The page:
The Samovar and the Origins of the Russian Tea Ceremony

A brass Russian samovar by Voronzov A Russian samovar by Voronzov, 19th century. Sold for €600 via Annmaris Auctions (September 2018).

From matcha of Japan to high tea in England, tea ceremonies have become recognized as an act of hospitality that carries cultural significance around the world. The origins of the drink are shrouded in legend, with most stories hailing from India or China. For a drink grown in relatively few countries, tea has traveled far. It should be noted that the drink alone does not constitute ‘tea culture’, and depending on the culture in question, consumption is frequently accompanied by incense and meditation, or by sweet treats.

One of the most revered tea ceremonies in the world is that of the Russian tea ceremony. The favorite drink of Pushkin, Tolstoy and Stalin, tea is an inextricable part of Russian culture – and is more popular than vodka, with 94% of Russians drinking tea every day. Russian tea drinking is a highly social activity, centered around the samovar.

What is a Samovar?

The samovar is a container used to boil water and keep it hot, with a smaller teapot that fits neatly on the top. It is said that the samovar was invented because, although Russia was keen to follow the example set by the Chinese tea ceremony, the Russian appetite for tea was so great that they required a larger vessel.

Although modern samovars tend to be electric, an antique samovar would traditionally comprise a large metal urn with a tap close to the bottom of the vessel, along with a metal pipe running through the center from top to bottom. The pipe would be filled with burning fuel, such as wood or charcoal, which heats the water that surrounds it. A small chimney would be placed on the top to allow smoke to escape.

Origins of the Russian Samovar

The samovar was adapted from the sbitennik, a vessel used to brew sbiten, a Russian infusion of honey and dried herbs grown locally for each sbiten drinker that preceded the advent of Russian tea. Some believe that samovars or sbitenniks were inspired by early Mongol kettles, although similar vessels have also been found across the continent, including a very similar Greek vessel called an autepsa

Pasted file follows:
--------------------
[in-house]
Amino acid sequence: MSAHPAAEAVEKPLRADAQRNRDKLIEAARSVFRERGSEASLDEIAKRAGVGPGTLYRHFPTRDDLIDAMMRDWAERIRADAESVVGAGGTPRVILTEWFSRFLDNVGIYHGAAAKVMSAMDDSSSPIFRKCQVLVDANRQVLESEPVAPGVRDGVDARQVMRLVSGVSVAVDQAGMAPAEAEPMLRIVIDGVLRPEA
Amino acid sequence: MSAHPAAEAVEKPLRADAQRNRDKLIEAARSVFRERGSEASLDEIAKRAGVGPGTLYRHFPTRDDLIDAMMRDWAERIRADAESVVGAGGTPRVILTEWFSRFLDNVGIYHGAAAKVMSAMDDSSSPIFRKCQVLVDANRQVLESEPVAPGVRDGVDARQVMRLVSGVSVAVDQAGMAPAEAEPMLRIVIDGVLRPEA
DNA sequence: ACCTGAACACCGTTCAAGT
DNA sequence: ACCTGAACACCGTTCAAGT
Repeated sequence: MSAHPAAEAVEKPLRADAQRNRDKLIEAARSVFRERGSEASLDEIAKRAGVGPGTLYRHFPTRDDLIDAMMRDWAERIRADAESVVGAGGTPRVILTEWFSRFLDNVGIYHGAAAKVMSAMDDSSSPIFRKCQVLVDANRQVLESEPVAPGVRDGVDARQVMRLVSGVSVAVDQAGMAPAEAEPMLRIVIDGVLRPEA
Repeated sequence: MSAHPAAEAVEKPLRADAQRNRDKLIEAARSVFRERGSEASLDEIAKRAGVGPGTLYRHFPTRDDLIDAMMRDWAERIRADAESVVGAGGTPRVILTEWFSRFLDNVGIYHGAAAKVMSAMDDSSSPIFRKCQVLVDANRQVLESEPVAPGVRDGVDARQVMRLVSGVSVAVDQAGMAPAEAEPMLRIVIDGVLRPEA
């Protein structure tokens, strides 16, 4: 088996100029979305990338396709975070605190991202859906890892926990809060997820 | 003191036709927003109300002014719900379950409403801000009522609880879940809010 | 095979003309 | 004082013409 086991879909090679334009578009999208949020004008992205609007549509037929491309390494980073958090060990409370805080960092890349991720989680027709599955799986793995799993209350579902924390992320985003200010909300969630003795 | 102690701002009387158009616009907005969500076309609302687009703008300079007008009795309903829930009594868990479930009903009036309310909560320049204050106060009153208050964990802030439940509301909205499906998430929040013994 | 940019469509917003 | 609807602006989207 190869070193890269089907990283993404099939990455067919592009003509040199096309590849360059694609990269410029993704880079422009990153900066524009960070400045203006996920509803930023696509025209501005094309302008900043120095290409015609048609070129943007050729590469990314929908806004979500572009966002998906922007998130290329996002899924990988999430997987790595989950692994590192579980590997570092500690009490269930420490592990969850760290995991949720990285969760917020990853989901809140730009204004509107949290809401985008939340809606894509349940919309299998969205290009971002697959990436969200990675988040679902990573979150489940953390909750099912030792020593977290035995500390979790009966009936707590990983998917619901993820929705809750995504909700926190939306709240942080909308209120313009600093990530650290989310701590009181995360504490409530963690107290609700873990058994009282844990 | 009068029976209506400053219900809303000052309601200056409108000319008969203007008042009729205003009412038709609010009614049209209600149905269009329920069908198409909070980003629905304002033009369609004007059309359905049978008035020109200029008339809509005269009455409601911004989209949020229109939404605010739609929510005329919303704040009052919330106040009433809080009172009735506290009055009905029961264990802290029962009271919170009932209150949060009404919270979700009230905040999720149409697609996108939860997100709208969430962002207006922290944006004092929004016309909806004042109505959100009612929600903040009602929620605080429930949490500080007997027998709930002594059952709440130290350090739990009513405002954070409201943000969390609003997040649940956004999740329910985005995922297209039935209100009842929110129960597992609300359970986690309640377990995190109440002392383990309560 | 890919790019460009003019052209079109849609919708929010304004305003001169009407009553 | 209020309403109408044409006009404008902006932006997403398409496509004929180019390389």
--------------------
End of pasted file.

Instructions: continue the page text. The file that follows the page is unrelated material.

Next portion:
Once the water has boiled in the samovar (the boiling water is referred to as kipyatok), the chimney would be replaced by a small teapot containing an extremely strong brew of tea leaves. This highly concentrated tea is known as zavarka. In order to serve the tea, the zavarka will be diluted using the boiling water from the samovar or a secondary teapot, to taste. As large quantities of tea were consumed at each sitting, the zavarka allowed for a great quantity of tea to be consumed without the need to keep brewing new cups.

Detail of tap on a Russian brass samovar with tray.

Detail of tap on a Russian brass samovar with tray.

Until World War I, there were countless ways of drinking tea across the Russian empire. In the 18th and early 19th centuries, Russian tea was often consumed in taverns, accompanied by pickles. By the second half of the 19th century, candy and cake became a regular fixture of the service. In the Caucasus, closer to Turkey where the air was dry, salt would be added to help with water retention. In chilly Siberia, butter would sometimes be added. 

The Russian Tea Ceremony

Today, tea from a samovar is typically served with a cube of sugar, which is held in the mouth as one drinks their tea; or with a dollop of blackberry or blackcurrant jam (jelly). Russian tea is served without milk. It is also served with baked goods such as Russian tea cakes, sushki (small, slightly sweet, crunchy ring-shaped biscuits) and small pies. There is a common misconception that a slice of lemon was traditionally served with Russian tea. This is unlikely, as early lemons would have been imported pickled in a saline solution.


Far from a quick cup of tea, inviting someone to tea in Russia is the start of a lengthy social encounter. People will sit and talk for hours while consuming tea. The ritual of taking tea and cakes while gathering is known as chaepitie. Social etiquette around the tea ritual has also developed over the years. Tea is often served in a podstakannik, a glass cup with a metal holder. From French writer Alexandre Dumas’ account of traveling in Russia recorded in The Fencing Master (1840) it has been noted that at the time, men consumed tea from glasses and women from china. Later, merchants drinking from chinaware started the fashion of drinking the tea from a saucer, a solution for tea that was too hot when the boiling water from the samovar was combined with the zavarka. Although this is often seen in depictions of Russian tea drinking, it is considered socially poor practice today. 

Russian Samovar in Moscow silver, late 19th Century

Russian Samovar in Moscow silver, late 19th century (detail).